# Value of alternating sum at infinity

1. May 8, 2017

### vishnu 73

i showed that an 2 = a02 if n is even and 1 - ao2 if n is even
how am i supposed to evaluate this at infinity

2. May 8, 2017

### Staff: Mentor

That is not correct (I guess the last word is supposed to be "odd", but both formulas don't work for either case).

3. May 8, 2017

### stevendaryl

Staff Emeritus
How did you show that?

Anyway, suppose that $a_0, a_1, a_2, ...$ converges to some number $\alpha$. Then that means that
$a_0 - \alpha, a_1 - \alpha, a_2 - \alpha...$ converges to zero.

So, let's define a new sequence $b_n = a_n - \alpha$. Using the recurrence relation

$a_{n+1} = \sqrt{1-a_n}$

see if you can get an equation for $\alpha$ that involves $b_{n}$ and $b_{n+1}$. Then take the limit as $b_n \rightarrow 0$ and $b_{n+1} \rightarrow 0$

4. May 8, 2017

### BvU

IF the limit exists, what do you know about ${a_{n+1}\over a_n}$ for very big values of $n$ ?

5. May 8, 2017

### vishnu 73

@mfb
i dont understand why you say that this is what i did
an+1 2 + an2 = 1
hence
first is
a02 next a12 is 1 - a02 then a22 is a02 isn't this alternating please point out my mistake to me
@stevendaryl
thats how i showed to both of you i am very sorry if am doing something wrong
when you say define new sequence as bn = an -a what is the a is it the a0 or an-1 thanks
@BvU
the limit approaches one but has my method been correct so far as others have pointed something is amiss
if you too could clarify that then i would gladly work along the line

thanks to all!!!

6. May 8, 2017

### stevendaryl

Staff Emeritus
The recurrence relation is $a_{n+1} = \sqrt{1 - a_n}$. If you square both sides, you get:

$(a_{n+1})^2 = 1 - a_n$, or
$(a_{n+1})^2 + a_n = 1$

So $a_n$ is not squared.

Neither one. $\alpha$ is the limit of $a_n$ as $n \rightarrow \infty$. Do you know what a limit is?

We don't know the value of $\alpha$...that's what you're trying to find. But if $lim_{n \rightarrow \infty} a_n = \alpha$, then

$lim_{n \rightarrow \infty} (a_n - \alpha) = 0$

$(a_{n+1})^2 + a_n = 1$

and write: $a_{n+1} = \alpha + b_{n+1}$, $a_{n} = \alpha + b_n$, where $b_n$ is defined to be $a_n - \alpha$. Just plug it into the recurrence relation, and see if it tells you what must be true about $\alpha$.

7. May 9, 2017

### vishnu 73

@stevendaryl
omg so sorry such a careless mistake completely did not see that !!!!

ok i have been following what you said but i lost what you mean when you when you say
so take your recurrence relation and write it as an+1 = a + bn+1 i dont how you got that from the recurrence relation please explain thanks

instead i did what bvu said
as
limn→ ∞ an+1 = an

8. May 9, 2017

### stevendaryl

Staff Emeritus
It's not from the recurrence relation. It's just a definition. If $a_0, a_1, a_2, ...$ is any sequence converging to some constant $a$, then I can define a new sequence $b_0, b_1, ...$ by letting $b_n = a_n - a$. Then the sequence $b_0, b_1, ...$ converges to zero. That's true for any convergent sequence. For example, consider the sequence

0/1, 1/2, 2/3, 3/4, 4/5 ...

Then $a_n$ in this case would be $n/(n+1)$. The limit is 1. So we define $b_n = a_n - 1 = n/(n+1) - 1 = -1/(n+1)$. So $b_n$ is the sequence:

-1, -1/2, -1/3, -1/4, ...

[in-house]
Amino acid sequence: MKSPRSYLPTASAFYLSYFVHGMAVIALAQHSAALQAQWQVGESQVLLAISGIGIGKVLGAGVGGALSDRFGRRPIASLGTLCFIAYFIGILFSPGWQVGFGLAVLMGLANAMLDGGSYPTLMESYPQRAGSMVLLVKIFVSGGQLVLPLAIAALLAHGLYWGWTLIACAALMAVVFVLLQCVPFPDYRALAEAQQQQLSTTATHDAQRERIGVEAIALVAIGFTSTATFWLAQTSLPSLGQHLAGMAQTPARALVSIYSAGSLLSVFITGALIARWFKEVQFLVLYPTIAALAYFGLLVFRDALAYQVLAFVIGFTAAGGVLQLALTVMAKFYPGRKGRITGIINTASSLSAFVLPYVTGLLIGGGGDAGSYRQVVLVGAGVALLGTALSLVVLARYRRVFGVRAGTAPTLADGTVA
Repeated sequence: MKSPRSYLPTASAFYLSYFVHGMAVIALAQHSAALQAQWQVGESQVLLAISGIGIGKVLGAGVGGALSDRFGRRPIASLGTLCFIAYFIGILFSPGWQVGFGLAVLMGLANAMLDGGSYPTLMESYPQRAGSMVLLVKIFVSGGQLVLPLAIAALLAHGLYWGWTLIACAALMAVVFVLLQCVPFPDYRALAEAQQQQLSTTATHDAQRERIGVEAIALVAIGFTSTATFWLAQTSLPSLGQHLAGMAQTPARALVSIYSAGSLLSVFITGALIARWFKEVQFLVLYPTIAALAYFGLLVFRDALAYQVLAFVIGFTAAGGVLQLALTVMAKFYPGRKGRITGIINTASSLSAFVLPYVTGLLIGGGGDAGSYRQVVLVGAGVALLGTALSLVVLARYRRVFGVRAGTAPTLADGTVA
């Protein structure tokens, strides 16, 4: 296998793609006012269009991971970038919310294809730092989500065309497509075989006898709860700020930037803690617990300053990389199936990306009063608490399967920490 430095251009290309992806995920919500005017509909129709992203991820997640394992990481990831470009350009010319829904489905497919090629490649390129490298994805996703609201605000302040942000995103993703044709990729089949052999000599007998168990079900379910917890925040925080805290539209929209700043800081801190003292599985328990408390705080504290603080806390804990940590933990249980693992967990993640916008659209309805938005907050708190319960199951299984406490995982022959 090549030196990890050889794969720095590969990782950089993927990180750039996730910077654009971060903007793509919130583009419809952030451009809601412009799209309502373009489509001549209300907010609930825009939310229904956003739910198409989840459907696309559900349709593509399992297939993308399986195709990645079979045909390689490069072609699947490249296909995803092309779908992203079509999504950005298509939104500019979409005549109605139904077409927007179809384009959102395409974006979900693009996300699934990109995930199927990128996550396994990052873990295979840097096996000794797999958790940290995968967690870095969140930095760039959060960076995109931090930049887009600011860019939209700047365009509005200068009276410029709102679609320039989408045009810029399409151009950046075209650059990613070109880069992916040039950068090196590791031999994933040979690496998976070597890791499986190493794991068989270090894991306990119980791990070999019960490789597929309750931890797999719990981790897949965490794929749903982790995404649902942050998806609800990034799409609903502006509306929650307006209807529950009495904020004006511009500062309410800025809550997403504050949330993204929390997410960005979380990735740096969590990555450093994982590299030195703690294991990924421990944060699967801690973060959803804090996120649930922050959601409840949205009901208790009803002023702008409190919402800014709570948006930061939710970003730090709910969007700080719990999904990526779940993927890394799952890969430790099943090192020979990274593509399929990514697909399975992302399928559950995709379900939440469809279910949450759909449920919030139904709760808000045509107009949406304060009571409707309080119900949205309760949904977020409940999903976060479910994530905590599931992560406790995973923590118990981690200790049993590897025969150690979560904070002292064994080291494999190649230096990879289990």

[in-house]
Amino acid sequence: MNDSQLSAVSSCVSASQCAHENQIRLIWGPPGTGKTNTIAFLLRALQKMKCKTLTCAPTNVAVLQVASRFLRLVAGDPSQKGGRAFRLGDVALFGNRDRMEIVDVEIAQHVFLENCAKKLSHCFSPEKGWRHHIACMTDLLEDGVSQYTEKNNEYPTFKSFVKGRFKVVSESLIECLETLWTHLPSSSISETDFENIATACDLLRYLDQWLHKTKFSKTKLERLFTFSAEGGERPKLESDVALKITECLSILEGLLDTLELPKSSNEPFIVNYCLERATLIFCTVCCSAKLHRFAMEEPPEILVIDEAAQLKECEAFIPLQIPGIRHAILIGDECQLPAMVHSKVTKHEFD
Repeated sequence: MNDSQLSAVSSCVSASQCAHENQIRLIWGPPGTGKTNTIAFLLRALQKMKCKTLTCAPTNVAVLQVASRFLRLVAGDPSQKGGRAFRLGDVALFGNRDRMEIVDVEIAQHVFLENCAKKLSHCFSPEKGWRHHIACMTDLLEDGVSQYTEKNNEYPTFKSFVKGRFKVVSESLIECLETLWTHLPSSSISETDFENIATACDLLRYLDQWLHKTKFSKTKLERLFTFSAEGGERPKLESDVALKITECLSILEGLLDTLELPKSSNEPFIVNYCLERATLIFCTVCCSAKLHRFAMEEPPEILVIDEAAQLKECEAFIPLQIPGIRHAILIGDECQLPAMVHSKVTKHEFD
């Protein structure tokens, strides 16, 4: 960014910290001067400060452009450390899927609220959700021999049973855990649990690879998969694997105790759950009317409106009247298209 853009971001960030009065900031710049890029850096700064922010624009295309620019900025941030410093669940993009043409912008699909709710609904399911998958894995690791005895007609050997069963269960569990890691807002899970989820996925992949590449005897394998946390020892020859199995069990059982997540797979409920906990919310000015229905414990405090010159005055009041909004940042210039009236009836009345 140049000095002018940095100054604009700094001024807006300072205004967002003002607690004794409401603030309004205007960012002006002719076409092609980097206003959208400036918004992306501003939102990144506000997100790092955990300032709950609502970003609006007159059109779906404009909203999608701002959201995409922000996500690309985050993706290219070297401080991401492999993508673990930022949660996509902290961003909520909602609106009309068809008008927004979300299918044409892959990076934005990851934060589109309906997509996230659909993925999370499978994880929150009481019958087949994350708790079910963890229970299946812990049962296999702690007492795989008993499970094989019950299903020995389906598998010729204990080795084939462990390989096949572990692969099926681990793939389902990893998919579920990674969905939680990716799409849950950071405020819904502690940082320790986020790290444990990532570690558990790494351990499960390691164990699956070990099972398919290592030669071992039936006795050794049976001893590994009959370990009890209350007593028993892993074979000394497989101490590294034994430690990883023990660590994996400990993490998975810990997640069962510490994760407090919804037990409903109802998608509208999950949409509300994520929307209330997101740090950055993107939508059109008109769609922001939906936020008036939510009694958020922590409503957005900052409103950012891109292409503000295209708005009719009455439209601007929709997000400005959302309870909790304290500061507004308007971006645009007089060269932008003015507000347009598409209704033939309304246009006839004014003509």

which clearly converges to 0. $b_n$ is the "error" in replacing $a_n$ by its limit. The error goes to zero as $n \rightarrow \infty$

So if you rewrite the recurrence relation in terms of $a$ and $b_n$ instead of $a_n$, then it becomes:

$a_{n+1} = a + b_{n+1}$ (by definition of $b_n$)
$a_n = a + b_n$ (by definition)

So substituting gives:
$(a + b_{n+1})^2 + (a + b_n) = 1$

or rearranging to get:

$a^2 + a - 1 = - 2 a b_{n+1} - (b_{n+1})^2 - b_n$

Now, take the limit as $n \rightarrow \infty$, and you get:

$a^2 + a - 1 = 0$

9. May 9, 2017

### vishnu 73

oh wow thats really smart thanks this is much more insightful solution sorry i couldn't just now see what you meant wonderful solution by the way

10. May 9, 2017

### Staff: Mentor

@stevendaryl: Do you show that the series converges somewhere? If you don't do that and just assume it, setting $a_{n+1}=a_n$ and solving it for $a_n$ is easier.

11. May 9, 2017

### Ray Vickson

Use a cobweb diagram, such as in http://www.milefoot.com/math/discrete/sequences/cobweb.htm

The diagram would need to be modified a bit to match the current problem, but the basic idea is the same as in the link.

12. May 9, 2017

### Staff: Mentor

You can show that the sequence is contracting, or in this special case $|a_n - a| > |a_{n+1}-a|$ (the difference to the limit goes down), but that is not trivial.

Consider a sequence $s_{n+1}= 2 s_n - 1$.
If we know $s_0=1$ it leads to $s_n=1$ for all $n$ and this sequence is convergent. But every other starting value leads to a diverging series.

13. May 9, 2017

### stevendaryl

Staff Emeritus
Yeah, it amounts to the same thing. I thought it might be confusing to do that, because, of course, $a_{n+1} \neq a_n$ for any $n$.

It just occurred to me that you can take the recurrence equation,

$(a_{n+1})^2 = 1 - a_n$

and just take the limit of both sides.

14. May 9, 2017

### Ray Vickson

If you pay attention to post #11 you will see that not only does the limit $\lim_n a_n = a$ exist, but also that it equals the value where the two graphs $y = a$ and $y = \sqrt{1-a}$ intersect.

15. May 9, 2017

### bobstar

Search how to get the formula for the golden ratio Fibonacci series. Simple!

16. May 10, 2017

### vishnu 73

oh wow all of you all are really smart having so many ingenious methods really smart ency you all sorry i am just starting on olympiads please dont mind my mathematical immaturity
once thanks to all